For the first time in history, a short film has been projected into the skies and onto a cloud using an updated laser version of a zoopraxiscope — an early version of a movie projector that projects images from a series of rotating disks.

Titled "Project Nimbus," the ambitious task was first first devised back in 2007 by artist Dave Lynch after coming across Robert Bunker's work on non-lethal weapons — a cloud projection among them — and after that, an image of Eadweard Muybridge's famous 1878 "Sallie Gardner at a Gallop" (a series of photographs shown on a zoopraxiscope — also credited to Muybridge) considered to be one of the first films ever made.


Along with maker Aaron Nielson and scientist Mike Nix, the three developed a laser version of the zoopraxiscope after having failed using a converted 16 mm cine projector to get the job done.

"Historical analogue technology was the only safe way to use a laser in the sky, as other laser projectors work by scanning an image using a dangerous pencil beam," Nix told New Scientist in an interview.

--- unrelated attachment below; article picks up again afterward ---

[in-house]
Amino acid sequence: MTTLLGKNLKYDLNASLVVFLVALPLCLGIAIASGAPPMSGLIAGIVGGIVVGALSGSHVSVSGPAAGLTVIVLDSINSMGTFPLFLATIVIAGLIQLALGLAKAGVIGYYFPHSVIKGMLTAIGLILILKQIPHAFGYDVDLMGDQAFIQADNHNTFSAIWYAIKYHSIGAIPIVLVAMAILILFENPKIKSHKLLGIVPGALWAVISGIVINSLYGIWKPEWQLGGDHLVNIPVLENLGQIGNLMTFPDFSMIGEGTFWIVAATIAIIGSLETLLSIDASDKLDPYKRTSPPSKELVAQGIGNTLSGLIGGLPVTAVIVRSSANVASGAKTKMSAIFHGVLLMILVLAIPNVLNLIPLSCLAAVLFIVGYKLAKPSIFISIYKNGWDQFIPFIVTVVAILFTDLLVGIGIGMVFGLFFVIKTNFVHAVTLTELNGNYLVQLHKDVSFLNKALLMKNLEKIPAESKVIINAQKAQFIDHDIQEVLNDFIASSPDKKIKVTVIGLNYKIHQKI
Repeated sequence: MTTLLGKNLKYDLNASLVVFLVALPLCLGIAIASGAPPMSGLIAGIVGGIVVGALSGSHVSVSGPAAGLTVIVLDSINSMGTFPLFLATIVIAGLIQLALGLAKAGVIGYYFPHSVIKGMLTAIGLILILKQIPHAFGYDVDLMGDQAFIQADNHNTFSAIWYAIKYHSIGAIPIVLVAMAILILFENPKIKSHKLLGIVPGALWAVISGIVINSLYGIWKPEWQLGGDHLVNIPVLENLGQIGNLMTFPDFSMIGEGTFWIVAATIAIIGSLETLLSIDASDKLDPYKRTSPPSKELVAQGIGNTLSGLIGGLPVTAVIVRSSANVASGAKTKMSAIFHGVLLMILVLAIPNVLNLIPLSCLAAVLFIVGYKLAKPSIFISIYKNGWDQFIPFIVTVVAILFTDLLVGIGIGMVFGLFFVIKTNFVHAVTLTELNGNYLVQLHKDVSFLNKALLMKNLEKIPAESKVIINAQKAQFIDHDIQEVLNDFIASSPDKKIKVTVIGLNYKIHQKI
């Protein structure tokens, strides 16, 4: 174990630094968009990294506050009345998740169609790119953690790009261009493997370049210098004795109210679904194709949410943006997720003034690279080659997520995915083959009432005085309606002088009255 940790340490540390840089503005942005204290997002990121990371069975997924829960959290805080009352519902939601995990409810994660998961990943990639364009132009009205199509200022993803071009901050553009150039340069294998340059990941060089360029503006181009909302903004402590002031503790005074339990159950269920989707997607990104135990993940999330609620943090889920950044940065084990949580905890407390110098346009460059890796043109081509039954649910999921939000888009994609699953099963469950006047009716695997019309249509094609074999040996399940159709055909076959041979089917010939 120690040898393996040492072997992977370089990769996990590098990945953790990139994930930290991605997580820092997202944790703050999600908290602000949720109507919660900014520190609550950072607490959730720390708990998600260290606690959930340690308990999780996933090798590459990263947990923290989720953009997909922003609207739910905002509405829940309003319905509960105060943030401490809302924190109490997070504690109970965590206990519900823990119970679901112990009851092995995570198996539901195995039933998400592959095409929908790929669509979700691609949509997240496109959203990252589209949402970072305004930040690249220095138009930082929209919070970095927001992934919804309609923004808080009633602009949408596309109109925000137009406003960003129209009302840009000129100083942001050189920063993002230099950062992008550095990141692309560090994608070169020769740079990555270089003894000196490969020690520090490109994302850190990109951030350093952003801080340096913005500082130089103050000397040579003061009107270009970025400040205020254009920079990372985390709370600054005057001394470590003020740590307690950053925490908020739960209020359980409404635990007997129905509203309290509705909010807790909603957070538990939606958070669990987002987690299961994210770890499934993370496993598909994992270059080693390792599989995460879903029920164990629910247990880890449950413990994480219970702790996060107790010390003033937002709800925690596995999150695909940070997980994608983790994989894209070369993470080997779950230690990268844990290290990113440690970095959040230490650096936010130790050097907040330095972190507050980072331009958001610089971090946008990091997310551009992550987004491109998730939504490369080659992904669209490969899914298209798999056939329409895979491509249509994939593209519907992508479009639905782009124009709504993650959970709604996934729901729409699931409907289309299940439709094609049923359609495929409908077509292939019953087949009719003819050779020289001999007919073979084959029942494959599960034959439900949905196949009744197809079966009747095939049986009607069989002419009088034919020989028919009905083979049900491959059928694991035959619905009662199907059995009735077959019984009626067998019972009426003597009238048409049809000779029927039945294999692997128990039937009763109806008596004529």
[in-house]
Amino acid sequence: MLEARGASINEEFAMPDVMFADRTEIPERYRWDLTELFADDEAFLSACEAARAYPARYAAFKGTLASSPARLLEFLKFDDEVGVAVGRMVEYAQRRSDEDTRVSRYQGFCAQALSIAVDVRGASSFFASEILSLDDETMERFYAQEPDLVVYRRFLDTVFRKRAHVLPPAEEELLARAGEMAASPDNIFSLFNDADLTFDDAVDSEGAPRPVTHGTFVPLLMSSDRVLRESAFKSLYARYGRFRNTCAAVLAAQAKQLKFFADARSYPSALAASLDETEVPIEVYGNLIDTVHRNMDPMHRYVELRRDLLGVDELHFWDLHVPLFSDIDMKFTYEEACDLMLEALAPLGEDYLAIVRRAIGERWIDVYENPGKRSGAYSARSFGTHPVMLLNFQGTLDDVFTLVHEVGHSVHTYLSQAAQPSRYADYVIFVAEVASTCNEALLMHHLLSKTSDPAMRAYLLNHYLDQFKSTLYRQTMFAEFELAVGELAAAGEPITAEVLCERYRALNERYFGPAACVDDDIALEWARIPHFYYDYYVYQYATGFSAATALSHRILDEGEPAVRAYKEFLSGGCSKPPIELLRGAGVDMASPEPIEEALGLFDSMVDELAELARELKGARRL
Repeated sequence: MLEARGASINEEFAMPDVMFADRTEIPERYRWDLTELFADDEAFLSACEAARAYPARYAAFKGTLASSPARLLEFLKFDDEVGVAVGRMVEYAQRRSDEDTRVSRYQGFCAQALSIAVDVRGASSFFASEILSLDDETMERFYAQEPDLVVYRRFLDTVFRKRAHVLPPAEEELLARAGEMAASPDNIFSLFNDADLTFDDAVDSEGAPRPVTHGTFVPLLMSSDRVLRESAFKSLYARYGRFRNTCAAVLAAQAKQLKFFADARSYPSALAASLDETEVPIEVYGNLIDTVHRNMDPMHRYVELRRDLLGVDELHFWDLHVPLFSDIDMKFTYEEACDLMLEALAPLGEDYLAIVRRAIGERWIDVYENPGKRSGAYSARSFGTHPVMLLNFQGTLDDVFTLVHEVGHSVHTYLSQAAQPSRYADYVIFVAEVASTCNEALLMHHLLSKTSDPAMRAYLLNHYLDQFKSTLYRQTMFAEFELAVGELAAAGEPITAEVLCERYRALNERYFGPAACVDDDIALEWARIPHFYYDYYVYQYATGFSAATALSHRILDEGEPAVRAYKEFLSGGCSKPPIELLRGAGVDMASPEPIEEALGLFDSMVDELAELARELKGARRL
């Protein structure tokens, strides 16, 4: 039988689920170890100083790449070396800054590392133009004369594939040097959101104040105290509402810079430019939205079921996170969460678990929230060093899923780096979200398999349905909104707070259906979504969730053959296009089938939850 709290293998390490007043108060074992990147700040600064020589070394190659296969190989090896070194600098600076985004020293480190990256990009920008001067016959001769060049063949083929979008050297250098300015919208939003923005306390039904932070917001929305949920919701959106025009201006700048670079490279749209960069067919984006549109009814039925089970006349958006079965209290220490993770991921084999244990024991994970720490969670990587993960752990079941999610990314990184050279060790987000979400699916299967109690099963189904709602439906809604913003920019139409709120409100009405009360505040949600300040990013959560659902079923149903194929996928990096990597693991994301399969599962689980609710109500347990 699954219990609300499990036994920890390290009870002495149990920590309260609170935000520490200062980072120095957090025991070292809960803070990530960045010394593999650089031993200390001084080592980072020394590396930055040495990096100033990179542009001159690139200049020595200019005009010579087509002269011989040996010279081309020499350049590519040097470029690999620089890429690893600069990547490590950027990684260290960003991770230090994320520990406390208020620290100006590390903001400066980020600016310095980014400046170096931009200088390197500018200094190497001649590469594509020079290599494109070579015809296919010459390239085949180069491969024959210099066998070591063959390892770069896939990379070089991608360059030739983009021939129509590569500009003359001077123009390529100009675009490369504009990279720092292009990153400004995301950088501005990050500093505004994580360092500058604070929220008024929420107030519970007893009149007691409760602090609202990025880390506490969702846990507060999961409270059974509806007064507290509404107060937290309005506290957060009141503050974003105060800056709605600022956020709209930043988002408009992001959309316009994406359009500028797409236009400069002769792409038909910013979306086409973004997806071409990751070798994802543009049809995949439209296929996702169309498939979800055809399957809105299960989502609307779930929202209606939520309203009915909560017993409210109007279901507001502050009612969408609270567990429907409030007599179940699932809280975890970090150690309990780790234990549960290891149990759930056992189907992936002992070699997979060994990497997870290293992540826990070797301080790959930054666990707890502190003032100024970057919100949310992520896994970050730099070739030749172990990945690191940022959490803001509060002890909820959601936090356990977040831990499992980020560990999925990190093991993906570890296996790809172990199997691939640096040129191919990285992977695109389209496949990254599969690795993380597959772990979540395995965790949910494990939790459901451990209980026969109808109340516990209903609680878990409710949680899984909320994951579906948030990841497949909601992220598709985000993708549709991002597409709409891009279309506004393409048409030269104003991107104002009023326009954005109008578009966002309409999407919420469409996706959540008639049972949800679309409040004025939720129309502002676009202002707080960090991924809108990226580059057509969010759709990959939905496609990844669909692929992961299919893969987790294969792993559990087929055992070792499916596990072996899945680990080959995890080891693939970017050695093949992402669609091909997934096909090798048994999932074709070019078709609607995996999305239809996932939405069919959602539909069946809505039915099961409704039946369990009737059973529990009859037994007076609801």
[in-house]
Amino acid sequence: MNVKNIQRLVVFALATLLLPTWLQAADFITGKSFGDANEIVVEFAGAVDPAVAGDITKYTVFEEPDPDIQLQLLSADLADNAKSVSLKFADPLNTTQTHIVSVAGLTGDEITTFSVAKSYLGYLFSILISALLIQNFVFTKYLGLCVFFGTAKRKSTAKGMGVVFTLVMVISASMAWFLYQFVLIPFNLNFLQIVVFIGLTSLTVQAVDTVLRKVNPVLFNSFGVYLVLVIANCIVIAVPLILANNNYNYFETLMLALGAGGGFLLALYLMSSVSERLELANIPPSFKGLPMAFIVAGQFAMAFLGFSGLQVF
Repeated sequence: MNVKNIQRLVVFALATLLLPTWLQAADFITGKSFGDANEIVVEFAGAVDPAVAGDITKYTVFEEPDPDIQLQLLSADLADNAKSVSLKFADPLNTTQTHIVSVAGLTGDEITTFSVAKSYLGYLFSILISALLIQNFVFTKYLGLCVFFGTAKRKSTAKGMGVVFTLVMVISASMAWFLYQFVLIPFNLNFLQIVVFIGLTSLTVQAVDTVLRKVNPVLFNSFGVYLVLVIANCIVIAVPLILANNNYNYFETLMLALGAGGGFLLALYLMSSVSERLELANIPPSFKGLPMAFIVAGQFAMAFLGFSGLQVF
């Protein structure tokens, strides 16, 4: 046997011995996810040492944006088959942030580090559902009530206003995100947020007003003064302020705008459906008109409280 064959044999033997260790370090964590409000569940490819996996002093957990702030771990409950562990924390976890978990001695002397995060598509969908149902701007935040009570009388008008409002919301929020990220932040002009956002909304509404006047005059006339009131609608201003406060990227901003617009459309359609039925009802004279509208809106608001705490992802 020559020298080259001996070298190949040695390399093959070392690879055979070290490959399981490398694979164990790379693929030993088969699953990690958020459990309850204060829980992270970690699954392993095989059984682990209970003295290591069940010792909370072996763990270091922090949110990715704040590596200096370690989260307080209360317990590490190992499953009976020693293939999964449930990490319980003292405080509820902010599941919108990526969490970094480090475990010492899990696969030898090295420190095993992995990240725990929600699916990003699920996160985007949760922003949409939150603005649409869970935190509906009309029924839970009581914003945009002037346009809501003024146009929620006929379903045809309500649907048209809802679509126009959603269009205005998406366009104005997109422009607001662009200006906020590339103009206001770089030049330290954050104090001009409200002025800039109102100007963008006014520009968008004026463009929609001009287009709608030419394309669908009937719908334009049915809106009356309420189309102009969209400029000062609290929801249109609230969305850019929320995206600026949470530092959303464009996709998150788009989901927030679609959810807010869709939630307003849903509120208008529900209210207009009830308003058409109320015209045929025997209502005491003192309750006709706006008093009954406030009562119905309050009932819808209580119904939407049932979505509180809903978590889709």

To make the transition from the typical silver screen to the skies, a laser projector modeled after Muybridge's own zoopraxiscope was mounted onto an airplane, which was then telecast onto a nearby cloud — a pretty straightforward procedure.

While the advertising possibilities for cloud-projected films are pretty obvious, let's just be happy that the projected video was a lot more successful than Rolling Rock's "moonvertising" hoax.

You can watch footage of the cloud movie below.


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